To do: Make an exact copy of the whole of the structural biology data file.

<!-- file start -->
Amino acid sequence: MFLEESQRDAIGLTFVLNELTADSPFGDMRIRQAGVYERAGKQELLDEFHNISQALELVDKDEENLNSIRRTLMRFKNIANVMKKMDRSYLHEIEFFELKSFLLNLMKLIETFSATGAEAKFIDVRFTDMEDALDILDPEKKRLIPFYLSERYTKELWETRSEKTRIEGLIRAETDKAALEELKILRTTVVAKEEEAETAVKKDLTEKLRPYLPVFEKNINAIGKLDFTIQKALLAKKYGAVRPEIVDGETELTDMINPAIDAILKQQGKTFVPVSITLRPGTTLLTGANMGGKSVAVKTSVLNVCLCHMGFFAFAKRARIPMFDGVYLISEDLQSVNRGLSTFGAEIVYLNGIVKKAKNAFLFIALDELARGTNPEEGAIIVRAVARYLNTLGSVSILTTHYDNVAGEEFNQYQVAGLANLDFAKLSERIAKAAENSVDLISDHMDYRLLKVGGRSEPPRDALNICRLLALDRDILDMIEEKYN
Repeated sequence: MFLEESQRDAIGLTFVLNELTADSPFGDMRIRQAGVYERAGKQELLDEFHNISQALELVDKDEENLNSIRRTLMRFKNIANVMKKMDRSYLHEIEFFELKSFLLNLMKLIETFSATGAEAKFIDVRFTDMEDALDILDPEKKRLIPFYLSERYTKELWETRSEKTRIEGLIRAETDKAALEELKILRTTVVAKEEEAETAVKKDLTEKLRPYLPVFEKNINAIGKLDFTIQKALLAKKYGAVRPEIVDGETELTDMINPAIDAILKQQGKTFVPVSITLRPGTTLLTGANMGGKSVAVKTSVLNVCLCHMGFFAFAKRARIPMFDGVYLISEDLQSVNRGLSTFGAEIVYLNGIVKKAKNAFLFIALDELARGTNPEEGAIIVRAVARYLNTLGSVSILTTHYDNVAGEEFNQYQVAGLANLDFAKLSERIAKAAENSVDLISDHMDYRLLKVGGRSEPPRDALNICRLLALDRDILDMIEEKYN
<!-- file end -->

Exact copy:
Amino acid sequence: MFLEESQRDAIGLTFVLNELTADSPFGDMRIRQAGVYERAGKQELLDEFHNISQALELVDKDEENLNSIRRTLMRFKNIANVMKKMDRSYLHEIEFFELKSFLLNLMKLIETFSATGAEAKFIDVRFTDMEDALDILDPEKKRLIPFYLSERYTKELWETRSEKTRIEGLIRAETDKAALEELKILRTTVVAKEEEAETAVKKDLTEKLRPYLPVFEKNINAIGKLDFTIQKALLAKKYGAVRPEIVDGETELTDMINPAIDAILKQQGKTFVPVSITLRPGTTLLTGANMGGKSVAVKTSVLNVCLCHMGFFAFAKRARIPMFDGVYLISEDLQSVNRGLSTFGAEIVYLNGIVKKAKNAFLFIALDELARGTNPEEGAIIVRAVARYLNTLGSVSILTTHYDNVAGEEFNQYQVAGLANLDFAKLSERIAKAAENSVDLISDHMDYRLLKVGGRSEPPRDALNICRLLALDRDILDMIEEKYN
Repeated sequence: MFLEESQRDAIGLTFVLNELTADSPFGDMRIRQAGVYERAGKQELLDEFHNISQALELVDKDEENLNSIRRTLMRFKNIANVMKKMDRSYLHEIEFFELKSFLLNLMKLIETFSATGAEAKFIDVRFTDMEDALDILDPEKKRLIPFYLSERYTKELWETRSEKTRIEGLIRAETDKAALEELKILRTTVVAKEEEAETAVKKDLTEKLRPYLPVFEKNINAIGKLDFTIQKALLAKKYGAVRPEIVDGETELTDMINPAIDAILKQQGKTFVPVSITLRPGTTLLTGANMGGKSVAVKTSVLNVCLCHMGFFAFAKRARIPMFDGVYLISEDLQSVNRGLSTFGAEIVYLNGIVKKAKNAFLFIALDELARGTNPEEGAIIVRAVARYLNTLGSVSILTTHYDNVAGEEFNQYQVAGLANLDFAKLSERIAKAAENSVDLISDHMDYRLLKVGGRSEPPRDALNICRLLALDRDILDMIEEKYN